Nearly half of Britons socialise with family and friends only once a month or less, according to a survey.
The lack of human interaction is causing the nation’s sense of wellbeing to dwindle, the Sainsbury’s Living Well Index said.
Some 8,000 Britons were surveyed on everything from their sex lives, quality of sleep, finances, relationships and jobs, with an average “wellbeing score” of 60.4 out of 100.
The figure is 0.38 points lower than last year, which the report said was equivalent to a wellbeing decline associated with a £260 (or 18%) fall in the average monthly income.
Nearly one in 10 (9.1%) people said they never metfriends, relatives or coworkers socially, while 21.4% did so less than once a month.
A further 17.5% only socialised once a month, according to the survey.
Sainsbury’s carried out the report in partnership with the National Centre for Social Research and Oxford Economics.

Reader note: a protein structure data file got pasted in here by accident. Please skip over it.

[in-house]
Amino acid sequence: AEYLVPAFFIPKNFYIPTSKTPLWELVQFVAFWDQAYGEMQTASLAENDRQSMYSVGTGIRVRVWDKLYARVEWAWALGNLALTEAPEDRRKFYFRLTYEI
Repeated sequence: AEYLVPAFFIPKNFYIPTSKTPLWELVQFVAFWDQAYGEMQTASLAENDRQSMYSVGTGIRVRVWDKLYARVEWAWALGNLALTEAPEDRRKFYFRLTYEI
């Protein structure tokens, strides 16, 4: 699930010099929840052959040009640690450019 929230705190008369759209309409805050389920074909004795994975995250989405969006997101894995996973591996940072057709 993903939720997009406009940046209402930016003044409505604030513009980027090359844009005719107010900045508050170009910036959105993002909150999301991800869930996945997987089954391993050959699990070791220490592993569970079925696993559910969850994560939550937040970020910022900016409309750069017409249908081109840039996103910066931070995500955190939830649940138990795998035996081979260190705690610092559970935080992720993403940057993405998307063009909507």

Simon Roberts, Sainsbury’s’ retail and operations director, said: “Sainsbury’s Living Well Index has found that over the last 12 months there has been a decline of the sense of community the nation feels as a whole, which has had a significant impact on our sense of wellbeing.”
Near-empty streets in Rochester: Sainsbury’s Living Well Index found there had been been a decline in the sense of community the nation feels as a whole Photograph: Jill Mead/The Guardian
Working baby boomers’ index scores fell “dramatically” – by 1.76 points on average – in the past 12 months, more than four times the average.
Authors of the study said the key driver was a decline in social connections (down 0.36 points) and relationships (0.29 points).
The overall score for June 2019 was almost a full point lower than in autumn 2017, when the first index was published.
People were asked about a total of 60 different aspects of their lives.